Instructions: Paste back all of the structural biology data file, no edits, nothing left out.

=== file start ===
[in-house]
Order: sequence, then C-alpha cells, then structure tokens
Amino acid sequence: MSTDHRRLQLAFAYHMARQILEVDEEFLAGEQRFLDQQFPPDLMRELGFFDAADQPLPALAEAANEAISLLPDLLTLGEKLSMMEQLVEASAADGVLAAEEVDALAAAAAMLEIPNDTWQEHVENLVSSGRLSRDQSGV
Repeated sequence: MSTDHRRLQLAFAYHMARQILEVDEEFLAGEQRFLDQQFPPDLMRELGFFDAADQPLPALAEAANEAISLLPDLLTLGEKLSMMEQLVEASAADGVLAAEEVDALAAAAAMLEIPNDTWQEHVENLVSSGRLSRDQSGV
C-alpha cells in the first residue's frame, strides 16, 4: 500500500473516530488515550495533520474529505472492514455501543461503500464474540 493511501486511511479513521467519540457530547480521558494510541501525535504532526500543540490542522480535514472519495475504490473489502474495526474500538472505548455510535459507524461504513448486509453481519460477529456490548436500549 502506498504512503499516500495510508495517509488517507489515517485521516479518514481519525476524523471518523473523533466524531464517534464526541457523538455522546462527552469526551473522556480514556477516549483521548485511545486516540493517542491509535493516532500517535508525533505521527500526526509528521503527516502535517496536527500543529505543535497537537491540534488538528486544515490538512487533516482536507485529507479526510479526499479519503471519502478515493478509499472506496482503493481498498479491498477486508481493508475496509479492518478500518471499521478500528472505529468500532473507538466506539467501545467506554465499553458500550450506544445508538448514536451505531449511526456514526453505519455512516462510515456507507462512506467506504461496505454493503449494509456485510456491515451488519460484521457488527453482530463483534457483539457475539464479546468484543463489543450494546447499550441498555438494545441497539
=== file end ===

[in-house]
Order: sequence, then C-alpha cells, then structure tokens
Amino acid sequence: MSTDHRRLQLAFAYHMARQILEVDEEFLAGEQRFLDQQFPPDLMRELGFFDAADQPLPALAEAANEAISLLPDLLTLGEKLSMMEQLVEASAADGVLAAEEVDALAAAAAMLEIPNDTWQEHVENLVSSGRLSRDQSGV
Repeated sequence: MSTDHRRLQLAFAYHMARQILEVDEEFLAGEQRFLDQQFPPDLMRELGFFDAADQPLPALAEAANEAISLLPDLLTLGEKLSMMEQLVEASAADGVLAAEEVDALAAAAAMLEIPNDTWQEHVENLVSSGRLSRDQSGV
C-alpha cells in the first residue's frame, strides 16, 4: 500500500473516530488515550495533520474529505472492514455501543461503500464474540 493511501486511511479513521467519540457530547480521558494510541501525535504532526500543540490542522480535514472519495475504490473489502474495526474500538472505548455510535459507524461504513448486509453481519460477529456490548436500549 502506498504512503499516500495510508495517509488517507489515517485521516479518514481519525476524523471518523473523533466524531464517534464526541457523538455522546462527552469526551473522556480514556477516549483521548485511545486516540493517542491509535493516532500517535508525533505521527500526526509528521503527516502535517496536527500543529505543535497537537491540534488538528486544515490538512487533516482536507485529507479526510479526499479519503471519502478515493478509499472506496482503493481498498479491498477486508481493508475496509479492518478500518471499521478500528472505529468500532473507538466506539467501545467506554465499553458500550450506544445508538448514536451505531449511526456514526453505519455512516462510515456507507462512506467506504461496505454493503449494509456485510456491515451488519460484521457488527453482530463483534457483539457475539464479546468484543463489543450494546447499550441498555438494545441497539